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Re: Magnetic flux control idea
« Reply #10 on: December 11, 2018, 12:52:52 PM »
Ok I understand your design, but I don't see why it should rotate.
It will just find balance and sit there.
The wide part stays at ~90deg. and the narrow at~270deg. why should it rotate?
artv
That has crossed my mind too, but the wide part stays at 0 ° and narrow part stays at 180° - all the time. The wide part isn't falling down to the bottom at 270°, and the narrow part isn't rising to the top at 90°. The ONLY thing that goes around is the flat disc wheels and the steel rods. The wheels is just acting as walls to keep the ferrofluid inside.
However, Im not claiming that this will work :) , but my idea is that the narrow part exposes approx 90% of the moving rods/parts to the magnetic field. At the bottom approx 50% is exposed. At the widest part 0% is exposed to the magnetic field.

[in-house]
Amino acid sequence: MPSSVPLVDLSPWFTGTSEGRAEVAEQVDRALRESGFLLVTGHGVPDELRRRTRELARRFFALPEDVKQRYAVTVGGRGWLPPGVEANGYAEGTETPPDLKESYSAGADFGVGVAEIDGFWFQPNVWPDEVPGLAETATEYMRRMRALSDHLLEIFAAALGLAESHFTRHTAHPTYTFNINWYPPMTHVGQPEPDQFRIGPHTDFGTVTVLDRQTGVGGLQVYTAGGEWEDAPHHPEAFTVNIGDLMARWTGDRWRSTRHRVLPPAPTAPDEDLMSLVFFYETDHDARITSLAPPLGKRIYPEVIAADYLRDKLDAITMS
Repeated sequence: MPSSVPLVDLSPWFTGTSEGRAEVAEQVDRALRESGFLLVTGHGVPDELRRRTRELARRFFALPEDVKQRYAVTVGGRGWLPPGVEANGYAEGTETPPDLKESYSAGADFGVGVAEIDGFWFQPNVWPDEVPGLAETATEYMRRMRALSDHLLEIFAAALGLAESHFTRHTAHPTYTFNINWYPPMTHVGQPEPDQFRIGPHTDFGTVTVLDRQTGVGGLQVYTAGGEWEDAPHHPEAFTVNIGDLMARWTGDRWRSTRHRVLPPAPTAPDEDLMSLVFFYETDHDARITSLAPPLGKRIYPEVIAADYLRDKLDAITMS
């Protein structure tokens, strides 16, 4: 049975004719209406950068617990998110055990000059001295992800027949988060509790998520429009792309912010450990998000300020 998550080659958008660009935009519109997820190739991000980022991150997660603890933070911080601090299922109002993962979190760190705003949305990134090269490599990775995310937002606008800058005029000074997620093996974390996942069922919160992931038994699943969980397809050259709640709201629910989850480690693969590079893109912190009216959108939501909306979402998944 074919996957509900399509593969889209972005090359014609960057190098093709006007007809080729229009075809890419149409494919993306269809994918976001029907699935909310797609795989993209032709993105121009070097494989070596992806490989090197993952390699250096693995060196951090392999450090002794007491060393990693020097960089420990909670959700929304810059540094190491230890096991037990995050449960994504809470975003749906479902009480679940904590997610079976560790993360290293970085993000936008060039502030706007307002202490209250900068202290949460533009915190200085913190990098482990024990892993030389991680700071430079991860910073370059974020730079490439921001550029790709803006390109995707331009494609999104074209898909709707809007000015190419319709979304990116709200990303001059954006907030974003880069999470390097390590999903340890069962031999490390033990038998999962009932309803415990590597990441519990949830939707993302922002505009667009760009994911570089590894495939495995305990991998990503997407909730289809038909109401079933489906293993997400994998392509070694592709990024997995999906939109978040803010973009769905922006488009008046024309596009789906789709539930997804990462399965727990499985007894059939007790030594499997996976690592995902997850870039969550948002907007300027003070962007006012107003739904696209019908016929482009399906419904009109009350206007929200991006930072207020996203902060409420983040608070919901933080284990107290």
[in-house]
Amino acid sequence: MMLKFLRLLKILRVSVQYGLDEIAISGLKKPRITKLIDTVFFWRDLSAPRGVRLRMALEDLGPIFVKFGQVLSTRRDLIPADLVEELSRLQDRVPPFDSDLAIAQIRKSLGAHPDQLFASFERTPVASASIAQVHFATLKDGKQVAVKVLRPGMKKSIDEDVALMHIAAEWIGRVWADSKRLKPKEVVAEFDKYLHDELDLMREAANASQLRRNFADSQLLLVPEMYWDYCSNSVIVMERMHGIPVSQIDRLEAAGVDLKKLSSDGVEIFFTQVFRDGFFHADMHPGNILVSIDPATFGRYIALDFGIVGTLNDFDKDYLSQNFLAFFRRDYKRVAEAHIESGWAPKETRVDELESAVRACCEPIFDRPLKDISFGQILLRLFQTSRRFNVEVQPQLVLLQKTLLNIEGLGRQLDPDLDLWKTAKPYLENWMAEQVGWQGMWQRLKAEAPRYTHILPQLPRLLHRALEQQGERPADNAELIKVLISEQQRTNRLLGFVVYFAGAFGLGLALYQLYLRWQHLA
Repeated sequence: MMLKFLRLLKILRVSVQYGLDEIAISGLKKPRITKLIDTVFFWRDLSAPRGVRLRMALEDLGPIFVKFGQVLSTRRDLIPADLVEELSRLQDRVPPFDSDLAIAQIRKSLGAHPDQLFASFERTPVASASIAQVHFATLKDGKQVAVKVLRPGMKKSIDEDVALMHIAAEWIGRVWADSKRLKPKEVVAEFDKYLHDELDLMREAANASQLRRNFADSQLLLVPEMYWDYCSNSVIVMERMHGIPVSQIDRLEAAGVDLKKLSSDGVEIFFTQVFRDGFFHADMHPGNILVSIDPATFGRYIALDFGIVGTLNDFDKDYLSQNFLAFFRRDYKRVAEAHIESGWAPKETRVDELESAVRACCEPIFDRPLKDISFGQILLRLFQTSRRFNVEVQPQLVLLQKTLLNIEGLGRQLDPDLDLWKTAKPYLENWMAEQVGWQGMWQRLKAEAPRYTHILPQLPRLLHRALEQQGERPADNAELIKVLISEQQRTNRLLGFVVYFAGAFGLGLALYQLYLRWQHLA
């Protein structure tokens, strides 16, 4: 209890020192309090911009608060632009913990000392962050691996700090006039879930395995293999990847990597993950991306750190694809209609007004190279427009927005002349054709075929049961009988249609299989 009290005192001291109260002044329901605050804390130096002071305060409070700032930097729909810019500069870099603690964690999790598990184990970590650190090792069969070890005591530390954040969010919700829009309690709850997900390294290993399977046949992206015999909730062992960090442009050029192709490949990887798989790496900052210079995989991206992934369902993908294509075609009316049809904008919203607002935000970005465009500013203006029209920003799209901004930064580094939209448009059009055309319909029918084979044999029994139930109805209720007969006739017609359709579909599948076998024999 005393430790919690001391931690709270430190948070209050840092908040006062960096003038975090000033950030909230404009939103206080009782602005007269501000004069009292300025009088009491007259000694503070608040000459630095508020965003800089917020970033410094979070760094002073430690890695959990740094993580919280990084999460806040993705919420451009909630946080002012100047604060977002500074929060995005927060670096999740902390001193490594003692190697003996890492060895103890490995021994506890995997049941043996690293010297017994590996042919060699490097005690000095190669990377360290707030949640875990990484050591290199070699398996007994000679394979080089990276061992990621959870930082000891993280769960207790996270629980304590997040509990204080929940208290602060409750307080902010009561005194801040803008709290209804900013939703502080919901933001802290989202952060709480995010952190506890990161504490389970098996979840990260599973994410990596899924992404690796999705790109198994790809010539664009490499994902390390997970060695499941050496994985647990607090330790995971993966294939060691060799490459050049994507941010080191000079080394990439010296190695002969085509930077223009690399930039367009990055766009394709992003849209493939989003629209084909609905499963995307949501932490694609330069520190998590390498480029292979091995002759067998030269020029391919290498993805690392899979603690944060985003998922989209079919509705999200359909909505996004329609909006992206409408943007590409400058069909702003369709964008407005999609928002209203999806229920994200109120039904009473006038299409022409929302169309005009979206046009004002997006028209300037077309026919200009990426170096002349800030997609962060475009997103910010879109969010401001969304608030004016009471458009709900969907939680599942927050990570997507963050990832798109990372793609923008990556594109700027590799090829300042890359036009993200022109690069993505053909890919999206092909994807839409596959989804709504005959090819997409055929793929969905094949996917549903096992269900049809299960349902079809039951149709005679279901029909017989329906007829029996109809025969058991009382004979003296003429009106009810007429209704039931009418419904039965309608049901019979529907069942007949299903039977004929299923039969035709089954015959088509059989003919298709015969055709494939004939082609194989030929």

Since the ferrofluid is stationary and fluid, there is no torque in this part at all. Yes, the wheels are turning, but the ferrofluid doesn't need to turn with it. However, its viscosity will finally force the ferrofluid to rotate with the wheels and rods, but that is actually not doing anything.


Since the ferrofluides shape and orientation is stationary and liquid, and the only moving/rotating magnetic parts that "changes size" is the steelrods, the stationary ferrofluid will dominate and cover for the magnetic field more and more as the rods moves from the narrow to the wide side. By doing so, less magnetic field is attracted to the bottom steel rod alone, than the field interacting with the rods earlier, closer to the narrow part, and less and less magnetic fields interact with the steel rods from the bottom toward the wide part.


The idea is that the magnetic interaction with the rods is not balanced, but insted imbalanced by attracting the moving rods more on the narrow-bottom side than the bottom-wide side.


I just got some rubber rings that I will put the steel rods through as a seal. I just need to print out a small model of the wheels, shafts etc. I got approx 50cl of ferrofluid left, so the model will be small.
I also expect more of a mess, than a working model, but it is fun to try :)